The financial consequences of poor cybersecurity are severe. (Photo: Fotolia) The financial consequences of poor cybersecurity are severe. (Photo: Fotolia)

Recently, Marsh announced that it was banding together with several global insurers to assess the best cybersecurity technology available to businesses.

It’s terrific to see the insurance industry collaborate on cybersecurity, and the resulting program, called Cyber Catalyst, meets an important need: helping businesses make more informed choices about their cybersecurity software.

The financial consequences of poor cybersecurity are severe. Earlier this year, an Accenture report estimated that cybercrime could cost U.S. companies $5.2 trillion by 2024. That’s almost the size of the economies of France, Italy and Spain combined. And with many insurers entering the fray with cyber insurance, collaboration to mitigate cyber risk makes sense. Especially within a global business environment, it’s important to secure global supply chains from hacking risk. What’s more, a collaborative industry assessment of cybersecurity technologies can help weed out sub-par offerings.

The Marsh initiative is encouraging and builds on the work of several of the large brokers in highlighting what’s needed to help manage cyber risk. There are also several companies that rate the cybersecurity of a business. These are all good developments, but security designations are only part of the solution.

Technology only works when it’s properly deployed, supported and maintained—and that requires the right talent. Unfortunately, there’s a shortage of security talent right now, which means many organizations lack the right people to help them mitigate risk. Think of the right cybersecurity technology as your dream sports car, and talent as the keys. Without the keys, you’re just sitting in the car. Wouldn’t you rather get on the open highway?

In addition to having the right talent to deploy cybersecurity technology, organizations need to be able to integrate the technology into broader business systems. This means having the right processes, policies and governance in place.  How will the tools be used? How often will they be updated? How quickly must patches be implemented? Equifax had all the right vendor tools in place, but outdated security practices — notably, failing to patch a known security vulnerability — led to the largest security breach to date.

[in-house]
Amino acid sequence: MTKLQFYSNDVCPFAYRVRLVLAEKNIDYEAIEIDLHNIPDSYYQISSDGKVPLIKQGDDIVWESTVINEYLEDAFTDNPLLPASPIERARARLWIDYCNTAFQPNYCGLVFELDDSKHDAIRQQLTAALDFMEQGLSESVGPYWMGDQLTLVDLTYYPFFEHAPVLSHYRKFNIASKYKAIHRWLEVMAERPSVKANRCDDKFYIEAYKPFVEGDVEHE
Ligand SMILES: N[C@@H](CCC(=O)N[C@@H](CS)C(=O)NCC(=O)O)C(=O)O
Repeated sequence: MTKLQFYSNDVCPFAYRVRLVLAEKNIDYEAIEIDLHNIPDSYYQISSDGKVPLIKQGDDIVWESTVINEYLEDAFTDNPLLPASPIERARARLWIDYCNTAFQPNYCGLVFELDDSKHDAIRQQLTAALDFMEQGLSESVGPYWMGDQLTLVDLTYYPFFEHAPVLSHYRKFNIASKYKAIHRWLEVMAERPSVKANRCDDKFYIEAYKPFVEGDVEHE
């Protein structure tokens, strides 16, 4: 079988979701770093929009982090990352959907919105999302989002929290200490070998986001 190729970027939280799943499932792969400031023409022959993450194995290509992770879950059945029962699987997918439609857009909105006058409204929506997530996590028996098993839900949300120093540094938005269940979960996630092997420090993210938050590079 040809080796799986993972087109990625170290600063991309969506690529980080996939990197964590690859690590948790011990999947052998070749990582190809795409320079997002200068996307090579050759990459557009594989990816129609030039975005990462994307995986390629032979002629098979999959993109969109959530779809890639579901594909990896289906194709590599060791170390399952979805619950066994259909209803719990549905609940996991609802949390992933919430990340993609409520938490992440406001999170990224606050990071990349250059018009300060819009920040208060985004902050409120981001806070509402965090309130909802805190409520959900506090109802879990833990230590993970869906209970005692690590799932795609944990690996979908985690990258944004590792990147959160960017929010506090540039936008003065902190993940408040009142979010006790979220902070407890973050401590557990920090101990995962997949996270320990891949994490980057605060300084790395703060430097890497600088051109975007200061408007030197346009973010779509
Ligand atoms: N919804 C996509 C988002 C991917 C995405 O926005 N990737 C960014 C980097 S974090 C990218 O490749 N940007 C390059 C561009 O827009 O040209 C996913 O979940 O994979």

Another Equifax vulnerability was in its underlying technology: the web-facing system that enabled consumers to check their credit ratings was five decades old. Many companies run old or out-of-date systems for good business reasons, and in today’s global marketplace, may be cobbling together several legacy systems. That’s not a problem in and of itself—but it can create compatibility problems with the latest tools, and so the security weaknesses may not be addressed.

Finally, even with the smartest talent, stringent policies and up-to-date technology, cybersecurity has one huge blind spot. Trusted users, such as employees, vendors and other third parties, are vulnerable to social engineering and credential theft. With compromised credentials, an attacker can swiftly bypass even the most rigorous technologies.

The only way to really understand a company’s security profile is to test, test and test again. Penetration tests are an important tool, but even these aren’t enough. Businesses need to think like attackers, but many aren’t naturally inclined to do this. Red teams can help here. According to the Financial Times, technology giants “use red teams to try to hack their own software, knowing that if they relied on software producers to judge this they would overlook many holes and vulnerabilities.”

Picture a Venn diagram. In one circle, there’s proactive, comprehensive control testing by red teams. In the other, there’s successful, consistent deployment of cybersecurity measures and all it entails: the right talent, processes, technology stack and training to prevent social engineering. Where those circles don’t overlap, organizations can tighten up their cybersecurity defenses — or leave a vulnerability that lets hackers in.

Addressing cybersecurity is going to take every idea we can muster to help turn the tide, and collaboration within the insurance industry is a step in the right direction. That said, there’s an opportunity to do more, and I hope that insurers will continue to take the lead to help organizations shore up their cyber defenses.

Nadine Moore is the cybersecurity lead for insurance at Accenture. This contributor can be contacted through the Accenture website. These opinions are the author’s own.

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